Gary Anderson, a crop farmer in Wahkon

As if the farming profession isn’t hard enough, farmers are faced with what they call the worst season they can recall this past spring, summer and fall. It started with a wet spring, then a cold, wet summer and ended with, again, more rain this fall.

Gary Anderson, a Wahkon former dairy farmer who has now turned to crop farming to keep his farm alive, recalled his experience this spring, “We couldn’t get the crops in on time but ended up getting them in. We were pretty lucky. But then it snowed, and that wrecked 150 acres of corn which we had to replant. Well, it (the corn crop) didn’t turn out to be anything but garbage. We never had that before.”

Tim Wilhelm, a crop and dairy farmer and county commissioner from Long Siding, farms 1,300 acres with his brother and says he doesn’t remember this much land never getting planted.

“At one point in August, we were 11 inches over normal rainfall,” recalled Wilhelm.

Wilhelm, who is still able to stay in dairy farming, is saddened to look around the area and see empty silos and barns. “They (the former farmers) all raised a family, and those people supported the local towns,” he said, “until it went from a way of life to a big business.”

Phil Peterson, another dairy farmer from Milaca who now farms crop and cattle, agrees with Anderson and Wilhelm, stating, “I’ve never seen it like this spring, summer and fall.” Peterson, who is also a Mille Lacs County Commissioner, says it’s been tough, not just for local farmers, but regionally as farmers in the Red River Valley lost half their beets because they couldn’t get them out of the ground.

“Farmers have insurance, but it just gets you by,” said Peterson.

“Not even enough to get you by,” added Wilhelm.

Anderson said the cold, wet summer with excess rain made it difficult when crop spraying as well. “The chemicals have to be on the plant in order for them to be active,” he said. “It was hard to get them to stick.”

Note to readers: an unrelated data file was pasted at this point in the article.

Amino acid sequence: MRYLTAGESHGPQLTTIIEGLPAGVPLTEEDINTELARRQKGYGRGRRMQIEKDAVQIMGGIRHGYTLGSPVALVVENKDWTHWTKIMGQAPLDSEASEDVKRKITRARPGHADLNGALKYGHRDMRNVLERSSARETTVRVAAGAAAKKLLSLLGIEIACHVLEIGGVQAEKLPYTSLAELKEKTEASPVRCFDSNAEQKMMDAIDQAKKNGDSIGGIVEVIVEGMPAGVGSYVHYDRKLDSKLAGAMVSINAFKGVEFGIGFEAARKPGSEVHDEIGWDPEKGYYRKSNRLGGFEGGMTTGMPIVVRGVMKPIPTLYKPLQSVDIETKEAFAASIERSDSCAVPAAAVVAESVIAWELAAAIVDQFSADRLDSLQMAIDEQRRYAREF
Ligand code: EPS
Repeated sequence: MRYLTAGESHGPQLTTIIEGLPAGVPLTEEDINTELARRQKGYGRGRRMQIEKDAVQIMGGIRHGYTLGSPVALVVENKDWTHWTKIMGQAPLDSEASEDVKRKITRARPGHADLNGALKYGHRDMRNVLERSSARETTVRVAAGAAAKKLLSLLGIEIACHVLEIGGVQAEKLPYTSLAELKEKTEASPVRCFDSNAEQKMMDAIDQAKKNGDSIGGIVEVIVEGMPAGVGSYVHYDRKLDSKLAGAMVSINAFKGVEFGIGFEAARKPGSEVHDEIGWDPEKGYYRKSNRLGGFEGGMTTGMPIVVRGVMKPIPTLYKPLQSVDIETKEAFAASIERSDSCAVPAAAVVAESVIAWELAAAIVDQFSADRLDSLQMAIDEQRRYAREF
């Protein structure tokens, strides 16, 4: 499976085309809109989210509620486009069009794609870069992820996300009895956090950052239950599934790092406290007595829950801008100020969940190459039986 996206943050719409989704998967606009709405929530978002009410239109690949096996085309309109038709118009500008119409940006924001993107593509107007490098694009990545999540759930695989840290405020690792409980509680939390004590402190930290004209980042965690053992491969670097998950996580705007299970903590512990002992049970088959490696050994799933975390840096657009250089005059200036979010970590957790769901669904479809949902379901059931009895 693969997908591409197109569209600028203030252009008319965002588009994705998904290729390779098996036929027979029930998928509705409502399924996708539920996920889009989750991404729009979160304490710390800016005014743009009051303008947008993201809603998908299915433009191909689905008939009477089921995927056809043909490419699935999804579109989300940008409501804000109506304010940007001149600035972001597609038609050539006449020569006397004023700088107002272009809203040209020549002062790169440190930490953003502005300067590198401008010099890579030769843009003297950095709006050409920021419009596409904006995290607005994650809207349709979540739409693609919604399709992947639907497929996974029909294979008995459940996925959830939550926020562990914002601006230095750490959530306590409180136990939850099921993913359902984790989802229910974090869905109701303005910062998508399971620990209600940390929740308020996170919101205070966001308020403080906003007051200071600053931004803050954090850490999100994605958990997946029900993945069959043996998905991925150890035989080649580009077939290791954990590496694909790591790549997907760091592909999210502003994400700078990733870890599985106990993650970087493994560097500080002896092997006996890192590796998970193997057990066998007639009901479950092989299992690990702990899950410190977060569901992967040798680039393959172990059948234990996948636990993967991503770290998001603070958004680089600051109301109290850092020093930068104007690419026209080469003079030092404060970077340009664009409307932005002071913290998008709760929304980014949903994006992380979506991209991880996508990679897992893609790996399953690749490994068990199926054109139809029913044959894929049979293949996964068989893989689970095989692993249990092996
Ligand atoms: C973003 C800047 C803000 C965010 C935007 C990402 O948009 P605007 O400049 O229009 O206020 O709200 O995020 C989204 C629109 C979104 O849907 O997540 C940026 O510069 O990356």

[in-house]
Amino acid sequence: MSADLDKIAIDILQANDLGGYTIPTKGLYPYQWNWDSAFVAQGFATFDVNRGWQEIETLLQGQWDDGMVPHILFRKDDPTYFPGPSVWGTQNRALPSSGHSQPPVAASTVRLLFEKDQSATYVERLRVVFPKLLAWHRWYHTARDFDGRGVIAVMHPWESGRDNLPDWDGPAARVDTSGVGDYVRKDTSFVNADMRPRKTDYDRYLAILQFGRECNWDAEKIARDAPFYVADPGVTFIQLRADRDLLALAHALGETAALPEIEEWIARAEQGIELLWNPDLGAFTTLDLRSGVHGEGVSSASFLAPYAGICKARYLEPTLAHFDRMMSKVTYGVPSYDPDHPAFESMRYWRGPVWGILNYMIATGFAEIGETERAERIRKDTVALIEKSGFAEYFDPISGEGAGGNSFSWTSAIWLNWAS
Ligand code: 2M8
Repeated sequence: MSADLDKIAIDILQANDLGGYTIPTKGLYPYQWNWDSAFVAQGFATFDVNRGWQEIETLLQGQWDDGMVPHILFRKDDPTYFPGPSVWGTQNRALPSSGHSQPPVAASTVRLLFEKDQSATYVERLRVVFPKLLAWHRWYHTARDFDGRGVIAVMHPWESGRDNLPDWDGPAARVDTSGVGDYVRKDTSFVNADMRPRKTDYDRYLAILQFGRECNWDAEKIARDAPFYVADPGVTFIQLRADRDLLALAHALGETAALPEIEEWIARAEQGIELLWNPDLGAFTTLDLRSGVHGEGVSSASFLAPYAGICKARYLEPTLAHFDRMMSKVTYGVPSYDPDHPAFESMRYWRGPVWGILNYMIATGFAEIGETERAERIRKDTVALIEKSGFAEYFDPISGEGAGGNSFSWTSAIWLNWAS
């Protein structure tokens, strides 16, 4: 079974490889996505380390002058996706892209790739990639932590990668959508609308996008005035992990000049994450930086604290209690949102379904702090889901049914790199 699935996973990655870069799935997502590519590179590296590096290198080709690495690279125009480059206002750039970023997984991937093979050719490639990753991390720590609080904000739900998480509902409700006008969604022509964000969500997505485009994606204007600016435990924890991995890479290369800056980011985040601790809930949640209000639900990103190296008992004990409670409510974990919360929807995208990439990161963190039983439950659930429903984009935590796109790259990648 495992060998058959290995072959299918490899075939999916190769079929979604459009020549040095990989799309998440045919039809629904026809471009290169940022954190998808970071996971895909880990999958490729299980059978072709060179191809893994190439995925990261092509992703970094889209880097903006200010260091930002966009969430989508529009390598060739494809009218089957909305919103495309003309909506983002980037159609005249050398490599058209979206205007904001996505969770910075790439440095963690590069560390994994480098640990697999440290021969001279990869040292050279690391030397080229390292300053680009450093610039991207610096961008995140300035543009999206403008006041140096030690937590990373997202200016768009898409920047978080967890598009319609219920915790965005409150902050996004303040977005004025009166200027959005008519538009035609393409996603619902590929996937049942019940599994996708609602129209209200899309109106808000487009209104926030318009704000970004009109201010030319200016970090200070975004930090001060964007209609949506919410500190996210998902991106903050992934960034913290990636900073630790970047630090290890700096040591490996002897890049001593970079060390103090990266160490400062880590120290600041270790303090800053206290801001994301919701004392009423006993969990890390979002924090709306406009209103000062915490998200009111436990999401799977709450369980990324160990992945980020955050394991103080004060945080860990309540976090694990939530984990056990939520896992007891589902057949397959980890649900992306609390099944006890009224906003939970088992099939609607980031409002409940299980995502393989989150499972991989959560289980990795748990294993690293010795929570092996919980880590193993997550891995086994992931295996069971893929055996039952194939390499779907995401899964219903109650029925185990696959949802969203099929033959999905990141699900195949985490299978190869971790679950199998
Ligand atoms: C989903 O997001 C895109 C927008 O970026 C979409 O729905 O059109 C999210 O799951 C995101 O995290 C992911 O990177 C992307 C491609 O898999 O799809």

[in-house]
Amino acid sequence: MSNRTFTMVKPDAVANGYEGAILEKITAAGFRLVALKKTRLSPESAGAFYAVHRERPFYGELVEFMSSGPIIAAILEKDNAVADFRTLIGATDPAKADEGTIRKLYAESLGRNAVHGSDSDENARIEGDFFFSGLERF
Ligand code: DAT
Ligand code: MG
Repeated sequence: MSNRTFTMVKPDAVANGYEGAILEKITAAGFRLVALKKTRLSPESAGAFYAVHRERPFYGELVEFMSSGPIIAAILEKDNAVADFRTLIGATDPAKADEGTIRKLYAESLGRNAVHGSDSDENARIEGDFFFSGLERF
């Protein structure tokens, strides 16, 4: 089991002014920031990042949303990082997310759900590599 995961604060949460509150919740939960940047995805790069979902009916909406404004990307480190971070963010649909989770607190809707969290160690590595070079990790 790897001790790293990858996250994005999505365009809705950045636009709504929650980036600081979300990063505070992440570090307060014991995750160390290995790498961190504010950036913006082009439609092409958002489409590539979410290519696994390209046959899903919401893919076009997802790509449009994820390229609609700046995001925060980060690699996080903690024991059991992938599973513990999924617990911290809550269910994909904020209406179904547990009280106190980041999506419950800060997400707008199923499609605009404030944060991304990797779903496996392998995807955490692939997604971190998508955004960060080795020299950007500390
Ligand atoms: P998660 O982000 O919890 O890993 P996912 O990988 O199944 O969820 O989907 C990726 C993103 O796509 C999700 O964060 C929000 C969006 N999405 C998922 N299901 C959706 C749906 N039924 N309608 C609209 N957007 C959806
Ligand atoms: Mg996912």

Anderson said the quality of crops coming out this fall is less than average because of the cold, wet growing season. “They didn’t mature like they should have and are hard to sell because of the quality,” said Anderson. “We just got done with soybeans that should have been out three weeks ago, and we should be into [harvesting] corn but are a couple weeks away from that.”

The problem Anderson and others are running into now is the grain itself is too wet, and the cold weather we’re now experiencing doesn’t allow it to dry. “You have to artificially dry it. You haul the grain in and run it through into the silo and dry it with LP gas,” said Anderson. “The cost is tremendous this year because it has to be at 15 percent moisture, and right now it’s at 37 percent; so we have to take off 22 points.”

He noted that a 1,000 gallon LP tank lasts two days at the most, and it will take a week to ten days to dry the grain now.

Another difficulty was getting around the very wet fields this fall. “Some farmers had to use a couple tractors to get around the field with the amount of rain and mud,” said Anderson.

So what now?

“Hope it gets better; you just pray a lot,” says Anderson. “It’s really tough, and the price of grain has been so poor that farmers have not made any money for four years. And it’s draining our equity.”

Peterson added that the banks have sent out mental health counseling information to the farmers. “Prayer meetings, counseling … and also suicides have been up,” said Peterson. “Farmers don’t want sympathy, and we always say, ‘next year will be better.’ I’m glad I’m not a young guy; it’s tough for them.”

There is stress every day, Anderson said, but added that any time you are in a business for yourself, there is stress.

“But I always try to look on the bright side,” he added.

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